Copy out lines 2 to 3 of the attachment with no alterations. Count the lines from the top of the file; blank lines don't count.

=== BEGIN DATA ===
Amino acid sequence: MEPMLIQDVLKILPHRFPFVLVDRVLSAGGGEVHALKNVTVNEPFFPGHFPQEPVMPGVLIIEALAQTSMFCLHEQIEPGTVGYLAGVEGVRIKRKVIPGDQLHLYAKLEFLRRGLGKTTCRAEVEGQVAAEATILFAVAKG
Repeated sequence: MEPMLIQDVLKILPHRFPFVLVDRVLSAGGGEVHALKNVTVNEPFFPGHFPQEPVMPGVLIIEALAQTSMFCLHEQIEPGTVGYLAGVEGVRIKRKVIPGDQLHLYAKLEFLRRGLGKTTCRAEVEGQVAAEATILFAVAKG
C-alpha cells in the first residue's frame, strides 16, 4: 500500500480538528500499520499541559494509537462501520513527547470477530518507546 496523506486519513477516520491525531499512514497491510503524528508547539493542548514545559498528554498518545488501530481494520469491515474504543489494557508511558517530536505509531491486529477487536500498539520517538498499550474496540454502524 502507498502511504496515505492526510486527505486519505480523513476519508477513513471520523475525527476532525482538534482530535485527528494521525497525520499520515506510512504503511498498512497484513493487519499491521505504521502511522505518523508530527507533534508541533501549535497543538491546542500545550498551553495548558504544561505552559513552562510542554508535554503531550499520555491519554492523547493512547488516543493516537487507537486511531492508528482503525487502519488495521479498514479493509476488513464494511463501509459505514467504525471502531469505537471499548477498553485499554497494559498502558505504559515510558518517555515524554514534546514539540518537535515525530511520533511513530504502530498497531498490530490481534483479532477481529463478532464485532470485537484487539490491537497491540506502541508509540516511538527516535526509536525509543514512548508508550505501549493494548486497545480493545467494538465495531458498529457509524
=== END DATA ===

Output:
Repeated sequence: MEPMLIQDVLKILPHRFPFVLVDRVLSAGGGEVHALKNVTVNEPFFPGHFPQEPVMPGVLIIEALAQTSMFCLHEQIEPGTVGYLAGVEGVRIKRKVIPGDQLHLYAKLEFLRRGLGKTTCRAEVEGQVAAEATILFAVAKG
C-alpha cells in the first residue's frame, strides 16, 4: 500500500480538528500499520499541559494509537462501520513527547470477530518507546 496523506486519513477516520491525531499512514497491510503524528508547539493542548514545559498528554498518545488501530481494520469491515474504543489494557508511558517530536505509531491486529477487536500498539520517538498499550474496540454502524 502507498502511504496515505492526510486527505486519505480523513476519508477513513471520523475525527476532525482538534482530535485527528494521525497525520499520515506510512504503511498498512497484513493487519499491521505504521502511522505518523508530527507533534508541533501549535497543538491546542500545550498551553495548558504544561505552559513552562510542554508535554503531550499520555491519554492523547493512547488516543493516537487507537486511531492508528482503525487502519488495521479498514479493509476488513464494511463501509459505514467504525471502531469505537471499548477498553485499554497494559498502558505504559515510558518517555515524554514534546514539540518537535515525530511520533511513530504502530498497531498490530490481534483479532477481529463478532464485532470485537484487539490491537497491540506502541508509540516511538527516535526509536525509543514512548508508550505501549493494548486497545480493545467494538465495531458498529457509524